Smith, H. M., and R. B. Smith. 1973. Synopsis of the Herpetofauna of Mexico. Volume II. Analysis of the Literature Exclusive of the Mexican Axolotl. John Johnson Natural History Books, North Bennington, Vermont. 367 pp.

Smith, H. M., and R. B. Smith. 1976. Synopsis of the Herpetofauna of Mexico. Volume IV. Source Analysis and Index for Mexican Amphibians. John Johnson, North Bennington, Vermont. 15 pp. + A-G.

Smith, H. M., and R. B. Smith. 1993. Synopsis of the Herpetofauna of Mexico. Volume VII. Bibliographic Addendum IV and Index, Bibliographic Addenda II-IV, 1979-1991. University Press of Colorado, Niwot, Colorado. 1082 pp.

Wiewandt, T. A. 1971. Breeding biology of the Mexican leaf frog. Fauna (Rancho Mirage, California) 2:29-34.  (Reprinted by Biopark [online], Available on URL: http://www.biopark.org. International Biopark Foundation, Inc., Tucson.)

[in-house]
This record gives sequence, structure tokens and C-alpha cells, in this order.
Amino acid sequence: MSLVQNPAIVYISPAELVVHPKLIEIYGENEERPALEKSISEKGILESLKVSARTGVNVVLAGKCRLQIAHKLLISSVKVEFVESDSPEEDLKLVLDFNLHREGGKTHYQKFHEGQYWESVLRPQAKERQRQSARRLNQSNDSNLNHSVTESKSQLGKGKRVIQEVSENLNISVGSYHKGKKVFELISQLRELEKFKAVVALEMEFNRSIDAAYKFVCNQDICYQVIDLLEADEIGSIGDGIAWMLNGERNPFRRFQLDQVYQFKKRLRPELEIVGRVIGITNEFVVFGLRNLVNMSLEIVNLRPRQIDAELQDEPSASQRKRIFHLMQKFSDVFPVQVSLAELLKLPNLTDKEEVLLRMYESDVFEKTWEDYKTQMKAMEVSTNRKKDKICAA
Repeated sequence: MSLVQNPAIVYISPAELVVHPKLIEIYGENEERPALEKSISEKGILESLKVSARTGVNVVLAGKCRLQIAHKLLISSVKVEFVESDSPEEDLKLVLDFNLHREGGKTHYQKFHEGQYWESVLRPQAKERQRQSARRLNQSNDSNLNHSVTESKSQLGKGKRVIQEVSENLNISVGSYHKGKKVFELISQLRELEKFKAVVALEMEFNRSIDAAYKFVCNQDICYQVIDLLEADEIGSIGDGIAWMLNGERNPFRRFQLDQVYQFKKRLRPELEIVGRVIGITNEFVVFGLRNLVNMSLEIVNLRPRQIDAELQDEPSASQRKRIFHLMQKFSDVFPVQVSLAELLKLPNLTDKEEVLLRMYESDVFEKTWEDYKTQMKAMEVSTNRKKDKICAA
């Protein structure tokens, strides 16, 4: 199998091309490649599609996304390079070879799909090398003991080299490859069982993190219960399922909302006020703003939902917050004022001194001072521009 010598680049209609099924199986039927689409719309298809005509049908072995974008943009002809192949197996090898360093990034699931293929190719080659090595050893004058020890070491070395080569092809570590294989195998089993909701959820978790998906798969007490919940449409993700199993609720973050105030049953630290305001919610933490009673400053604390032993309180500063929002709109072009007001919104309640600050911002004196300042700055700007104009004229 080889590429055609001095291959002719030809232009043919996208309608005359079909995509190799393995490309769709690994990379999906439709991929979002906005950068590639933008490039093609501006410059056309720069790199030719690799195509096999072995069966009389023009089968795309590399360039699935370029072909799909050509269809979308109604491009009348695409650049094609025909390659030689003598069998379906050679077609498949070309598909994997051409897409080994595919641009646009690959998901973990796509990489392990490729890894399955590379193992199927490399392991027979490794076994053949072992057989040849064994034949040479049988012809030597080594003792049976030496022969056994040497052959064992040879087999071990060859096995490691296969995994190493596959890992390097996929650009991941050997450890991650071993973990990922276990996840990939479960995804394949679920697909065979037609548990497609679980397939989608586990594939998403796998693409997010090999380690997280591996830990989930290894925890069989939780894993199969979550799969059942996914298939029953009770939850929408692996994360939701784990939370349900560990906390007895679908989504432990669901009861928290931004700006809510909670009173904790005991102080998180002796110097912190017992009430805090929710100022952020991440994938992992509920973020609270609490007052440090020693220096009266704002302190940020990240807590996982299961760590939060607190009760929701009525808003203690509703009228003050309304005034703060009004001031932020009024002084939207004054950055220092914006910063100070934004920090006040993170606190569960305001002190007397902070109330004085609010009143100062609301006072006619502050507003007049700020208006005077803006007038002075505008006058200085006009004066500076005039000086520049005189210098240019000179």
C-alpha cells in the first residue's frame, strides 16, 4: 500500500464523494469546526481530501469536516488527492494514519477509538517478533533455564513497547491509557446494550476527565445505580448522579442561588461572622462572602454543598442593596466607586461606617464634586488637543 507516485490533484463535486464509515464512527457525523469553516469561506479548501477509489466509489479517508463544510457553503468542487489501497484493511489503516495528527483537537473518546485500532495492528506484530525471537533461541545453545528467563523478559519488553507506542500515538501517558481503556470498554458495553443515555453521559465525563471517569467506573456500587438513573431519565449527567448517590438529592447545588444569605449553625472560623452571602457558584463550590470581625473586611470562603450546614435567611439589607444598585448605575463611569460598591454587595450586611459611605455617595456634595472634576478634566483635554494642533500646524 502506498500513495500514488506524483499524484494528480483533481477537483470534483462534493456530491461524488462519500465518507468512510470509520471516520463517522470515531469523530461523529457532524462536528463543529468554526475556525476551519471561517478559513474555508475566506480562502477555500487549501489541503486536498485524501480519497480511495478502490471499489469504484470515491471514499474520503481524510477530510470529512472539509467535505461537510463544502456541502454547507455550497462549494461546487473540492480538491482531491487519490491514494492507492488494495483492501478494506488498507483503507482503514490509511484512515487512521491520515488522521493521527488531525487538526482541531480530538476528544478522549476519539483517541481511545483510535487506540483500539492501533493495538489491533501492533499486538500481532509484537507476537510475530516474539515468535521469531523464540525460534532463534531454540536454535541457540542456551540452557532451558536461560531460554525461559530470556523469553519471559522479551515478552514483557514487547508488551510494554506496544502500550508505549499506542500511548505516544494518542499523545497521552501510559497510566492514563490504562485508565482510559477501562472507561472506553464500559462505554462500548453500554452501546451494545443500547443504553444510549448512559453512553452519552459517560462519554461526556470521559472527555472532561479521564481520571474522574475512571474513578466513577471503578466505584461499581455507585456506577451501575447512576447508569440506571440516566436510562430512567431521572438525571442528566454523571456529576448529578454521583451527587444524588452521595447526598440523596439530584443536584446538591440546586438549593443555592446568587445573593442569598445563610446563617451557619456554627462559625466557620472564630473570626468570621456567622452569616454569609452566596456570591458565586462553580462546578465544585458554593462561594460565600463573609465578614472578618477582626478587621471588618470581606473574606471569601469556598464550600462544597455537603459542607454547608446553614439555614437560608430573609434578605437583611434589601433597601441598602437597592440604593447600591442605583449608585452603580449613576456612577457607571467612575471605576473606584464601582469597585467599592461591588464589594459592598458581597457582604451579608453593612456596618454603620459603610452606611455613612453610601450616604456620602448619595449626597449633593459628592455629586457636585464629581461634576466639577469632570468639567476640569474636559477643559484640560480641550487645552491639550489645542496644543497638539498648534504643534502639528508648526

Zimmermann, E. 1986. Breeding Terrarium Animals. English-language Edition. T.F.H. Publications, Inc., Neptune City, New Jersey. 384 pp.

Author: Somma, L.A.

Revision Date: 6/29/2023

Citation Information:
Somma, L.A., 2024, Agalychnis dacnicolor (Cope, 1864): U.S. Geological Survey, Nonindigenous Aquatic Species Database, Gainesville, FL, https://nas.er.usgs.gov/queries/FactSheet.aspx?speciesID=58, Revision Date: 6/29/2023, Access Date: 5/26/2024

This information is preliminary or provisional and is subject to revision. It is being provided to meet the need for timely best science. The information has not received final approval by the U.S. Geological Survey (USGS) and is provided on the condition that neither the USGS nor the U.S. Government shall be held liable for any damages resulting from the authorized or unauthorized use of the information.


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Citation information: U.S. Geological Survey. [2024]. Nonindigenous Aquatic Species Database. Gainesville, Florida. Accessed [5/26/2024].